Yes, that "I Think I Love You," originally a big hit for the fabricated television band The Partridge Family. The Pygs' version is darker, metal-edged, more reflective of the song's themes of obsession and unrequited love. Hardly like the original version: sunny pop laced in 1970s harpsichord.
Regardless of criticisms and impressions, the Velcro Pygmies feel they are laserlocked onto target with their style of show. "We understand what we are," Cam Flener said on the May 9 episode of the Louisville Music News television show. "and we promote what we are, instead of trying to apologize for the way the band is. [When others say] 'you guys are nothing but an old 80s hair band,' they're right. That's what we are because we choose to be."
* * *
"That's always gotten under our skin from the very beginning," said Pygs' guitarist Blake Baumeier – tall, long-haired, sad-eyed, subtly humorous - referring to the 'sellout' slur frequently imposed onto the band. "We get a lot of flack about being sellouts. But we have sold out less than any other band. We've never played music in the Top 40, we never followed trends.
"If we were sellouts, we'd be playing covers of Smashing Pumpkins songs."
The five of us were sitting at a long table at Damon's, a ribs-and-barbecue restaurant, during lunch hour on Derby Eve. Two large, flatscreen televisions blared a local station's all-day coverage of races at Churchill Downs. The other two Pygmies with us were drummer Chris Eddins, tall and blond, known for balancing a drumstick on his nose during a show (or sticking them both up his nose), and Chattanooga native Jimmy Mullin, the bassist noted for his melodic, mathematically-precise fingerings and excellent tan.
Formed in 1990, the Velcro Pygmies originally consisted of Flener, co-founder and bassist Jeff Crane (now with Edenstreet), and guitarist Tony McElwain, currently playing with Silver Loop. Crane and McElwain left the Pygmies when it moved toward becoming a full-time rock band. Eddins and Mullin had known the Pygmies and shortly filled the empty slots.
Eight years, a new bassist and guitarist, and three releases later, the Pygs are at a point in their career where they are making a comfortable living at being full-time rock musicians, sometimes pulling in thousands of dollars per show off door receipts from a packed house. They have a new corporate sponsor, a caffinated spring water beverage called Water Joe ("Keeps men up all night," Flener joked at the Phoenix Hill show Derby night). The band discontinued sponsorship from Miller Genuine Draft and George Dickel whiskey, claiming alcohol sponsors for bands has become too cliché.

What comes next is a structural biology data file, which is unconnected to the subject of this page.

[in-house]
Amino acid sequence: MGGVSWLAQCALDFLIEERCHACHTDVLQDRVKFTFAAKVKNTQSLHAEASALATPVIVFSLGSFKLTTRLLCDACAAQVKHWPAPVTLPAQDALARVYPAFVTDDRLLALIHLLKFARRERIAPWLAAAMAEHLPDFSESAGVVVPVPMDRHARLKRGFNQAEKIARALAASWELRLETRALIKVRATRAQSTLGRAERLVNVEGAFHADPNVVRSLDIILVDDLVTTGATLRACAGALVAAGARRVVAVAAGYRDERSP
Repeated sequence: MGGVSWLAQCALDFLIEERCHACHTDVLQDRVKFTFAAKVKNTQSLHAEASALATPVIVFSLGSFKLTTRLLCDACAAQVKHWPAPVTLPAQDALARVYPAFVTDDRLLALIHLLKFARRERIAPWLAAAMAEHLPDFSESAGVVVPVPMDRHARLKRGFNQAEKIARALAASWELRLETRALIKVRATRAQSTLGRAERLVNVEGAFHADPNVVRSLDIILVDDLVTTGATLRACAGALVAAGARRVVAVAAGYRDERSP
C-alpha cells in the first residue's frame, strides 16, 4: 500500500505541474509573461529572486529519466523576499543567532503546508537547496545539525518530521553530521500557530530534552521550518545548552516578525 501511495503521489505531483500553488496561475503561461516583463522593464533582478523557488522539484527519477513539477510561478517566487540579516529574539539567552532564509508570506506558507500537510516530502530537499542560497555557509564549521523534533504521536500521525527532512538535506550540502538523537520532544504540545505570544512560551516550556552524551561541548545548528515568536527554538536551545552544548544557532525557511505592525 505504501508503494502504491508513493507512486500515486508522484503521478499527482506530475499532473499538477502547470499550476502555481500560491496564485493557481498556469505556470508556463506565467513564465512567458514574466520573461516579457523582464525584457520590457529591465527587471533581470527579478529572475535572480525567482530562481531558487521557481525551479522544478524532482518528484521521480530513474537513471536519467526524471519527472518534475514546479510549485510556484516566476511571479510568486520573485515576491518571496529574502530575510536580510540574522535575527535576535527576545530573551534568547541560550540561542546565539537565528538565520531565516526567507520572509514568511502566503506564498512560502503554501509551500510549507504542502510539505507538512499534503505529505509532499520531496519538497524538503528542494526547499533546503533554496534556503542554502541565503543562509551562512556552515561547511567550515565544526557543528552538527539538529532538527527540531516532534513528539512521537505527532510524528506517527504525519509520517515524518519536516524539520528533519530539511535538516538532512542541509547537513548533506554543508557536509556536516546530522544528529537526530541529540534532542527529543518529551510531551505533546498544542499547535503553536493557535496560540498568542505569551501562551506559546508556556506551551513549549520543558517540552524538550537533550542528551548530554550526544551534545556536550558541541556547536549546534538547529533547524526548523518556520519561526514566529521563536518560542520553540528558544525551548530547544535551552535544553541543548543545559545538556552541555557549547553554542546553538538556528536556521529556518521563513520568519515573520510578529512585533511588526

One cliché they have avoided in their never-ending tour is the starving musician, dedicated to his/her/their art to the point where they play to near-empty rooms then gripe about it. As Flener put it, "The only artists that are starving are the ones who want to." The Pygs avoid that by giving their audiences a fun show full of what the band calls the "pageantry of rock," something they feel is missing from many other performers' shows: flashing colored lights, loud rock tunes the audience knows (both covers and originals), bawdy humor. Added to their performances at Phoenix Hill: undergarments on the fan blades.
During a show a few members of the audience clustered tightly in front of the stage somehow manage to remove a piece or two of underclothing and hand it up to vocalist Flener. He then hooks it to the end of a microphone stand and lifts it to an awaiting fan blade. By the end of the show, the fan looks like a rotating display at a lingerie store.
"Anybody can play the songs," said Flener, "but there's a certain amount of charisma the band has. So much of that happens when the band's not playing."
"There are physical reasons why some bands work and some don't work," Baumeier said. "We see bands all the time that don't have a personality, but they're still successful because they're right on target by playing what's on the Top 40. And a band can make a living by just being a jukebox. What makes us different is our personality, not the songs we play or how well we play them. People come to see us make fun of each other."
Baumeier continued. "And I think musicians are just a little too serious anyway, as far as their music is concerned. I wish that more bands would put an emphasis on the performance aspect of the show. When 2000 people come to Phoenix Hill on Derby night, it doesn't mean they're all there to see the Velcro Pygmies. If it were all about the band and the music, why don't people show up at the rehearsal to watch? It's not as serious as people want to make it."
That attitude leaps at you from the homepage of the Velcro Pygmies' website. A box at the bottom proclaims:
"It ain't art it ain't politics it ain't philosophy
It's Rock and Roll Stupid (sic)"
The Pygs' reminiscences of rock's pageantry from 10 or more years ago also dominate their only two music videos. Undeniable is filled with the imagery and camera techniques common in music videos from the 1980s: rapid cutting, slow-motion, interspersed black-and-white shots, and girls, girls, GIRLS! Love Machine takes places in a world of techno-industrial S&M with fleeting shots of a snake and some children's toys.
"They don't make videos like that anymore," Flener said, almost wistfully.
A story in the December 16, 1996 issue of Louisville's business newsweekly Business First reported on the release of the Pyg's Dice. What made that story worthy of a business publication? Funds for recording Dice came from the US Small Business Administration (SBA).